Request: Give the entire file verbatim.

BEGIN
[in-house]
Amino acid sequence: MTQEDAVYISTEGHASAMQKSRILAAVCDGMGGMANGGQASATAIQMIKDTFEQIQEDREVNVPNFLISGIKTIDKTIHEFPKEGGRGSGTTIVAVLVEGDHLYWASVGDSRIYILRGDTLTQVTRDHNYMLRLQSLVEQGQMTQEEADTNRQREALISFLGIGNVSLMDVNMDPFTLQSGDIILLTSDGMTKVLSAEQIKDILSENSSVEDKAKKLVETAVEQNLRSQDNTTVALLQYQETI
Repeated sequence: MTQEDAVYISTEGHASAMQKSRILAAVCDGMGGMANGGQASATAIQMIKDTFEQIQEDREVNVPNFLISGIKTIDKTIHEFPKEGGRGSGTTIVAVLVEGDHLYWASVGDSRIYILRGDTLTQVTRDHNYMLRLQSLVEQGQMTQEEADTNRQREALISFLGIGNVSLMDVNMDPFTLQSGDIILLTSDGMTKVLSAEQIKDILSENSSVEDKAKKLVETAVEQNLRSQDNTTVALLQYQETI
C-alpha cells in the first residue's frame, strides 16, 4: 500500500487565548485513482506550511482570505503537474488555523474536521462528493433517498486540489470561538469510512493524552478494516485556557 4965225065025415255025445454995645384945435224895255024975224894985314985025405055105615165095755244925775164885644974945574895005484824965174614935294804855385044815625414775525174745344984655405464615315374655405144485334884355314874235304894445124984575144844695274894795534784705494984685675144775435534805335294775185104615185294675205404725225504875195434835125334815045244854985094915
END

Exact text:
[in-house]
Amino acid sequence: MTQEDAVYISTEGHASAMQKSRILAAVCDGMGGMANGGQASATAIQMIKDTFEQIQEDREVNVPNFLISGIKTIDKTIHEFPKEGGRGSGTTIVAVLVEGDHLYWASVGDSRIYILRGDTLTQVTRDHNYMLRLQSLVEQGQMTQEEADTNRQREALISFLGIGNVSLMDVNMDPFTLQSGDIILLTSDGMTKVLSAEQIKDILSENSSVEDKAKKLVETAVEQNLRSQDNTTVALLQYQETI
Repeated sequence: MTQEDAVYISTEGHASAMQKSRILAAVCDGMGGMANGGQASATAIQMIKDTFEQIQEDREVNVPNFLISGIKTIDKTIHEFPKEGGRGSGTTIVAVLVEGDHLYWASVGDSRIYILRGDTLTQVTRDHNYMLRLQSLVEQGQMTQEEADTNRQREALISFLGIGNVSLMDVNMDPFTLQSGDIILLTSDGMTKVLSAEQIKDILSENSSVEDKAKKLVETAVEQNLRSQDNTTVALLQYQETI
C-alpha cells in the first residue's frame, strides 16, 4: 500500500487565548485513482506550511482570505503537474488555523474536521462528493433517498486540489470561538469510512493524552478494516485556557 4965225065025415255025445454995645384945435224895255024975224894985314985025405055105615165095755244925775164885644974945574895005484824965174614935294804855385044815625414775525174745344984655405464615315374655405144485334884355314874235304894445124984575144844695274894795534784705494984685675144775435534805335294775185104615185294675205404725225504875195434835125334815045244854985094915